Un­earthly plea­sures

Lo­co­mo­tives on one of Saturn’s moons? Lau­rie Calvert’s cre­ations are out of this world.

Model Rail (UK) - - Contents - Words: Chris Gadsby Photography: Chris Nevard

‘Cato Pass’

We are used to see­ing Bri­tish out­line lay­outs. We’ve fea­tured lay­outs show­ing the rail­ways of Europe, even North Amer­ica. But Lau­rie Calvert’s ‘Cato Pass’ is, quite lit­er­ally, out of this world. A fierce bat­tle is tak­ing place as a race of aliens with ex­oskele­tons tries to in­fil­trate a mis­sile silo, built by hu­man steam­punks, deep within Saturn’s sixth largest moon Ence­ladus, to pre­vent the launch of the rocket within the bunker. If you want pan­nier tanks gen­tly shuf­fling around a West Coun­try branch line, you’re on the wrong planet… “I built my first sci-fi lo­co­mo­tive Ex­ecu­tor from a Hornby Cale­do­nian ‘Pug’ 0-4-0ST in De­cem­ber 2012,” says Lau­rie. “It needed a small track to run on. My club (Rom­ford MRS) recog­nised its po­ten­tial for at­tract­ing young­sters at shows, so they al­lowed me to

make ‘Clash at North Ridge’ fea­tur­ing a crashed space­craft with two aliens rush­ing to get to the goods on board. “It wasn’t easy to trans­port though, so the idea for ‘Cato Pass’ was born – my great­est sci-fi model to date. It has alien fac­tions fight­ing on the sur­face, lots of in­ter­est­ing de­tails, and spec­ta­tors are in­vited to push but­tons and play.”

SATEL­LITE ‘PA­CIFIC’

Lo­co­mo­tives such as Ex­ecu­tor, Cy­clone, Tallern and Lion have many out­landish shapes but look closer and you can start to pick out some fa­mil­iar shapes. Cy­clone may look like the off­spring of Pep­per­corn ‘A1’ Tor­nado and a jet fighter be­cause that’s ex­actly what it is. Lau­rie has given his lo­co­mo­tives alien shapes us­ing parts from plas­tic kits (pre­dom­i­nantly Air­fix fighter jets) or re­cy­cling the toys left be­hind by his now grown-up chil­dren. “I sent a pic­ture of Cy­clone to the A1 Trust. The trust said it was fun but they had doubts about the load­ing gauge and will not be do­ing this any­time soon to the real Tor­nado!” That rick­ety-look­ing high-level rail­way might make ‘Cato Pass’ look as though the mine rail­way from In­di­ana Jones & the Tem­ple of Doom has gate­crashed Blofeld’s hol­lowed-out vol­cano lair from You Only Live Twice but its ¼in bal­sawood struts are de­cep­tively strong. Lau­rie has only once had a lo­co­mo­tive leave the track when a child tripped and fell into the lay­out, caus­ing some dis­rup­tion. Thank­fully, be­cause of the se­cure 9mm ply­wood box, con­structed by Model Scenery Sup­plies, the lo­co­mo­tive wasn’t dam­aged. De­spite the sci-fi out­line, the tech­nol­ogy is some­what tra­di­tional. The lay­out is con­trolled from a Gauge­mas­ter D 12V DC con­troller.

“I like to be dif­fer­ent and can’t think of any other lay­outs that have a func­tion­ing rocket in the cen­tre of them”

How­ever, as Lau­rie ex­plains, there is a neat twist: “The two lines, the base level and the one on the raised bridge within the bunker are wired to­gether but with op­pos­ing po­lar­i­ties so that as one lo­co­mo­tive moves one way, the other moves in the op­po­site direc­tion.”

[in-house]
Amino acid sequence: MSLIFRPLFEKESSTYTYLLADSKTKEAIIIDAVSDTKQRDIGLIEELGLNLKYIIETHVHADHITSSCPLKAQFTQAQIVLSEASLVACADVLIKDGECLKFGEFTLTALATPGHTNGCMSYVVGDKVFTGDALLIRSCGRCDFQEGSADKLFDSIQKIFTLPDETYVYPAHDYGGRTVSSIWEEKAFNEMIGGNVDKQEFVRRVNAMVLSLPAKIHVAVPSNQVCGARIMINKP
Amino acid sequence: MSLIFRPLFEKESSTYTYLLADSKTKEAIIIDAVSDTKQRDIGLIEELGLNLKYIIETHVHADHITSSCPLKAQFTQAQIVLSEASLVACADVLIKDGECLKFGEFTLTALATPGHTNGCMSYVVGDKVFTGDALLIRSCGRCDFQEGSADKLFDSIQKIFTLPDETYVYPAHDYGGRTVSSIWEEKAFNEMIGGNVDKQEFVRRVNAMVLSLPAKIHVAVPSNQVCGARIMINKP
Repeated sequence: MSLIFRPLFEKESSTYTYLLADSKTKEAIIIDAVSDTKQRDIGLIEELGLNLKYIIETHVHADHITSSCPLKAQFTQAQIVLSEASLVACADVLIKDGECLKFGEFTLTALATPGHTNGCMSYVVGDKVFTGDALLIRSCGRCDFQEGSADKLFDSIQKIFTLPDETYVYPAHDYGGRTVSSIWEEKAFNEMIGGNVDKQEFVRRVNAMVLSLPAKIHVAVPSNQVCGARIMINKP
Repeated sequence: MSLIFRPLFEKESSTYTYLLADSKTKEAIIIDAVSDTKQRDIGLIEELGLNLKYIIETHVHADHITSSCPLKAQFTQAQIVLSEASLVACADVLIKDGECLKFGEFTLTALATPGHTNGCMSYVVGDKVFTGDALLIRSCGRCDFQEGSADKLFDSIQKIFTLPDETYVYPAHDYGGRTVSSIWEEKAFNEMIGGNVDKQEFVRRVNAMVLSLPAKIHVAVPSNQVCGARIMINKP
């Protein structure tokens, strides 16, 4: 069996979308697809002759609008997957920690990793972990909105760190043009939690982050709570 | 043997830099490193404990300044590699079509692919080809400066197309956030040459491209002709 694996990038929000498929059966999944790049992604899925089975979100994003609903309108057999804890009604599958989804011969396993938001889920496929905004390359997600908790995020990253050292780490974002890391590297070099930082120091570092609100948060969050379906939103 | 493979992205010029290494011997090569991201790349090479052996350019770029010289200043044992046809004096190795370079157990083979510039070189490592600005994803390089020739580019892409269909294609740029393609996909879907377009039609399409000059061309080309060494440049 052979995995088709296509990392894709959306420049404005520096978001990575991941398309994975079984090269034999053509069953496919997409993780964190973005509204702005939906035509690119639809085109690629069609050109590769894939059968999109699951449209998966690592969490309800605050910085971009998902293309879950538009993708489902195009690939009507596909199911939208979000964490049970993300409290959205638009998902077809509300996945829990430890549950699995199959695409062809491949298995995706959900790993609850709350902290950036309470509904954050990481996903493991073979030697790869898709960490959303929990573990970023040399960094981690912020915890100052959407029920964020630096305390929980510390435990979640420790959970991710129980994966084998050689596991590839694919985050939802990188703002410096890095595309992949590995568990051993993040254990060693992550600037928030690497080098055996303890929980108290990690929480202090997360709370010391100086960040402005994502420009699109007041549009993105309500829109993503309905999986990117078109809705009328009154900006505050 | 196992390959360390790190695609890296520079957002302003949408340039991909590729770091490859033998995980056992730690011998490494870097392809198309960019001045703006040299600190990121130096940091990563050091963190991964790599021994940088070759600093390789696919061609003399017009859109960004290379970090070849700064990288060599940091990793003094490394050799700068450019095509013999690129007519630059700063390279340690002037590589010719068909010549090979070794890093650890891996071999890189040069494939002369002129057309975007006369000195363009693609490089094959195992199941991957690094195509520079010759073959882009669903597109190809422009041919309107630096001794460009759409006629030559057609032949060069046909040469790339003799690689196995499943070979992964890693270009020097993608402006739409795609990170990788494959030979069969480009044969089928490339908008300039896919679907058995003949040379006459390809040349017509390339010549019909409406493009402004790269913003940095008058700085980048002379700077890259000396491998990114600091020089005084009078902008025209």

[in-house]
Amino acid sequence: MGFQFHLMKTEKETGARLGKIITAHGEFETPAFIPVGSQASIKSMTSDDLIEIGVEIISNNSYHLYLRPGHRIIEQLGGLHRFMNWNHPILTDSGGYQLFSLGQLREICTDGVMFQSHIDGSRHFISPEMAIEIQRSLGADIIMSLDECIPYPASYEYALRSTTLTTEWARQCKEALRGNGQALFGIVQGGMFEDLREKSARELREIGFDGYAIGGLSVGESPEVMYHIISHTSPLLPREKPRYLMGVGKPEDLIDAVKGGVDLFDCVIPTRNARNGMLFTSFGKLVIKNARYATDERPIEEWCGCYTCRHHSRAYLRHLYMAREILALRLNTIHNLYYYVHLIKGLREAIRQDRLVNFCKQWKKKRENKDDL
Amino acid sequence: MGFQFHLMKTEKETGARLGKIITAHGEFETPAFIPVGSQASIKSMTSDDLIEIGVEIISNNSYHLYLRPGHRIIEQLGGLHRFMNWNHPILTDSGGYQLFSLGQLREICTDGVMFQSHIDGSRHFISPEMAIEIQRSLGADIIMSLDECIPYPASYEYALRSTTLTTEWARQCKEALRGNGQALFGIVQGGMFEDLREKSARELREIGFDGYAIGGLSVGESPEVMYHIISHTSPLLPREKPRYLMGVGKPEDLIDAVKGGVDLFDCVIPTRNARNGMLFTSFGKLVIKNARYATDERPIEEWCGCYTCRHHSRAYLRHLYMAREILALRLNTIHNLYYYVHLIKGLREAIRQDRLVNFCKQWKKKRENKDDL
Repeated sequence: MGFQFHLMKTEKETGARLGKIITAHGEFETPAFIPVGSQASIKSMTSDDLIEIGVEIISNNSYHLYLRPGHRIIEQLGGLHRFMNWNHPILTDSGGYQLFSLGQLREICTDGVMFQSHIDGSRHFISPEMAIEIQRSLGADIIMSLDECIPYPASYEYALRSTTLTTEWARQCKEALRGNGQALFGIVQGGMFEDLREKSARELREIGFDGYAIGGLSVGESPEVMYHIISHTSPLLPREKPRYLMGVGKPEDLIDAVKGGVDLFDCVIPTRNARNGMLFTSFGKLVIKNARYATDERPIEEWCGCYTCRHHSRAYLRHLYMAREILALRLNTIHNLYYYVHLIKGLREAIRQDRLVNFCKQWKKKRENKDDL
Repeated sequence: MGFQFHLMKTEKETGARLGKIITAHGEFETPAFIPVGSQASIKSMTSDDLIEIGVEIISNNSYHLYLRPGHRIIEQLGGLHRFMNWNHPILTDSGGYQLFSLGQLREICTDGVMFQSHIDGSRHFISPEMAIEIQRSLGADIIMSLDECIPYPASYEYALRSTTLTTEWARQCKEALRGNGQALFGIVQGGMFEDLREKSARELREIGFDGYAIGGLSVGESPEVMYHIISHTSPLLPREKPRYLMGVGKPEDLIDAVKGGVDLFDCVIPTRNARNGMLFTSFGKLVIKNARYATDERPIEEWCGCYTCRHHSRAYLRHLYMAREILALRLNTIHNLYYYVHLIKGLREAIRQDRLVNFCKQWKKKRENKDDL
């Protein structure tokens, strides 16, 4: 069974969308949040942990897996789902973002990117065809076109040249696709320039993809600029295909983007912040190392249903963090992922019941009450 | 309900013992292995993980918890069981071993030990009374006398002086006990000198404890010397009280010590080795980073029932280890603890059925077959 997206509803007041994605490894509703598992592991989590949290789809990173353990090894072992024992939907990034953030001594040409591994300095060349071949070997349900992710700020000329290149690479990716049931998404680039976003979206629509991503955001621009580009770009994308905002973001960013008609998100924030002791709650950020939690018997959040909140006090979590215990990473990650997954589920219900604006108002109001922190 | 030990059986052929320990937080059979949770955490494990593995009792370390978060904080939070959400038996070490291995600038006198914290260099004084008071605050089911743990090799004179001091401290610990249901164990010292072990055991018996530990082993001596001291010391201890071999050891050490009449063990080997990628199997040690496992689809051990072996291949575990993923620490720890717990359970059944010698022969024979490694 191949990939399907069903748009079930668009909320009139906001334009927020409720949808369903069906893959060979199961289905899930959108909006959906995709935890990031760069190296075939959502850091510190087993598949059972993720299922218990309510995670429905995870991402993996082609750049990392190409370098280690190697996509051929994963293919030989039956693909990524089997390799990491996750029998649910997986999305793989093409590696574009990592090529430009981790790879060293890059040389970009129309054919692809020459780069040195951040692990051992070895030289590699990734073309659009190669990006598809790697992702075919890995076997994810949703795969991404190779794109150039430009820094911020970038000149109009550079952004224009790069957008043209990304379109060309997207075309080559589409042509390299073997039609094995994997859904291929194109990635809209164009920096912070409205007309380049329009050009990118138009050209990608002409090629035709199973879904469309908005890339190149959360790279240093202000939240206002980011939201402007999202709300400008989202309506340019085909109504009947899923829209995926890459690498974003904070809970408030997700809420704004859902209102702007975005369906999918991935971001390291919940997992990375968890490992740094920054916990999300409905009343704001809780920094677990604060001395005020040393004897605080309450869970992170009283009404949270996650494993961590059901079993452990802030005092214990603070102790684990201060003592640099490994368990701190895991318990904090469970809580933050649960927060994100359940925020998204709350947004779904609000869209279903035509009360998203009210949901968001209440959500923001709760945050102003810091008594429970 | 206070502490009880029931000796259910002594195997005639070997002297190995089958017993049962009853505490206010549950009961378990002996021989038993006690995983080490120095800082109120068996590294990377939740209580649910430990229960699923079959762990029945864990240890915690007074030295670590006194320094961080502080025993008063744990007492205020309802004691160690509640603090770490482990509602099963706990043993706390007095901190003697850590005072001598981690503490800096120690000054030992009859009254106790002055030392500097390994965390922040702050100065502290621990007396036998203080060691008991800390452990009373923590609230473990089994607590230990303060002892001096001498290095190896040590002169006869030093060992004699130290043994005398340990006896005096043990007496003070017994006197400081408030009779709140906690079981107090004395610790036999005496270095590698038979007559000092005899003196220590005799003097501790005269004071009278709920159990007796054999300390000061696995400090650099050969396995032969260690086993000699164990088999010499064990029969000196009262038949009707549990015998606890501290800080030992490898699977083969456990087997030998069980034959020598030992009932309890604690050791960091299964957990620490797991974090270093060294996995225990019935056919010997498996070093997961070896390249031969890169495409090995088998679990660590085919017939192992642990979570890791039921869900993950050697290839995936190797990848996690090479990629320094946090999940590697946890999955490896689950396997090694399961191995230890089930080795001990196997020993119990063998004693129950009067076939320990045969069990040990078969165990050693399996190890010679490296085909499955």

BAL­LAST Off

Build­ing sci-fi trains is one thing. But how do you cre­ate a be­liev­able alien world? By, Lau­rie ex­plains, think­ing out­side of the box. “The multi-coloured bal­last was sourced from a rep­tile shop. Rather than the greys and browns that model shops have on of­fer, peo­ple cover the floors of their vi­varia in a va­ri­ety of dif­fer­ent colours and I was able to source the or­ange gravel eas­ily at the right size to look re­al­is­tic for bal­last. I used a plasma ball ex­ec­u­tive toy to cre­ate the ef­fect of the power gen­er­a­tor but for the base part I wanted some­thing rounded. I found a suitable com­po­nent in the form of a guinea pig home from a pet shop. Some poor guinea pig is home­less now!” Thank­fully, the vast in­ter­est in sci-fi/fan­tasy means that pop­u­lat­ing ‘Cato Pass’ has been easy. The in­vaders are Warham­mer fig­ures, helped by a re­strained giant lizard (a Ther­izinosaurus from Sch­le­ich), while the de­fend­ers are steam­punk fig­ures from var­i­ous sources. The steam­punk base was made from carved in­su­la­tion foam, which gives a very rock-like fin­ish. The cen­tre­piece has to be, how­ever, the rocket – which could work if Lau­rie wanted. “If it was fit­ted with a black pow­der mo­tor, it would fly. Not that I can launch it at ex­hi­bi­tions – it can reach 1,000ft and trav­els at 400mph! “Getting the smoke ef­fect to func­tion well was dif­fi­cult. At first this was done with a Seuthe smoke gen­er­a­tor but it needed fre­quent re­fill­ing. After about a year I switched to an aroma dif­fuser, nor­mally used to aer­ate rooms with smells. This uses wa­ter and lasts six hours. It pro­duces a de­cent amount of steam, but then I have to deal with the prob­lem of con­den­sa­tion, so I did a lot of test­ing to make sure this is done safely, es­pe­cially near the electrics. It now runs with­out any prob­lems.”

Tallern is a £10 Bach­mann model Lau­rie found lan­guish­ing at the bot­tom of a bar­gain box in Basil­don. Its body was in a ter­ri­ble state, but the rest of it was per­fect, so it was ideal for con­ver­sion.

‘Cato Pass’ re­cently won Best in Show at the Isle of Purbeck ex­hi­bi­tion, Lau­rie’s fifth award in that cat­e­gory this year.

Above: Lion was made from a Hornby Sen­tinel diesel shunter. It’s the only blue lo­co­mo­tive on the lay­out.

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